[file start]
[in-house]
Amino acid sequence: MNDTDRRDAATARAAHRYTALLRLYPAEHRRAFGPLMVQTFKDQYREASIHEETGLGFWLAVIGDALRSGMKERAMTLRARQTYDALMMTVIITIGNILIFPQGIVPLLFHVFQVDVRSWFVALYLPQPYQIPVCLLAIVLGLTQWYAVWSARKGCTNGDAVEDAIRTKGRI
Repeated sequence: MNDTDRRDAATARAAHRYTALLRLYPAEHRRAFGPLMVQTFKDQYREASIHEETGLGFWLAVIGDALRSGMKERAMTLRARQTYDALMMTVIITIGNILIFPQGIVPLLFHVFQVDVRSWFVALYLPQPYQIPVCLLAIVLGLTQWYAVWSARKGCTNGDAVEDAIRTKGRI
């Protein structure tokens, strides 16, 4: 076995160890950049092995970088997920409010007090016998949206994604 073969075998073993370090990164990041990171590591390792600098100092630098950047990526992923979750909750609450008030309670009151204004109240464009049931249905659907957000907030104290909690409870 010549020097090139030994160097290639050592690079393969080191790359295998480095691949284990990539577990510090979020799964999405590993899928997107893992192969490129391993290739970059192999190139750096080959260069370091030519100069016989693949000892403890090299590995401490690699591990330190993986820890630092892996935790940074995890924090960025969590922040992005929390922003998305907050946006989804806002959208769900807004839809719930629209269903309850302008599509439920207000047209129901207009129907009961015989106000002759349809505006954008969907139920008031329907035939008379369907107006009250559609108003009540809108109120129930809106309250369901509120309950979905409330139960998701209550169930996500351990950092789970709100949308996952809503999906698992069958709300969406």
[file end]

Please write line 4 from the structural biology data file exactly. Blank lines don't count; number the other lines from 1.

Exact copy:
């Protein structure tokens, strides 16, 4: 076995160890950049092995970088997920409010007090016998949206994604 073969075998073993370090990164990041990171590591390792600098100092630098950047990526992923979750909750609450008030309670009151204004109240464009049931249905659907957000907030104290909690409870 010549020097090139030994160097290639050592690079393969080191790359295998480095691949284990990539577990510090979020799964999405590993899928997107893992192969490129391993290739970059192999190139750096080959260069370091030519100069016989693949000892403890090299590995401490690699591990330190993986820890630092892996935790940074995890924090960025969590922040992005929390922003998305907050946006989804806002959208769900807004839809719930629209269903309850302008599509439920207000047209129901207009129907009961015989106000002759349809505006954008969907139920008031329907035939008379369907107006009250559609108003009540809108109120129930809106309250369901509120309950979905409330139960998701209550169930996500351990950092789970709100949308996952809503999906698992069958709300969406």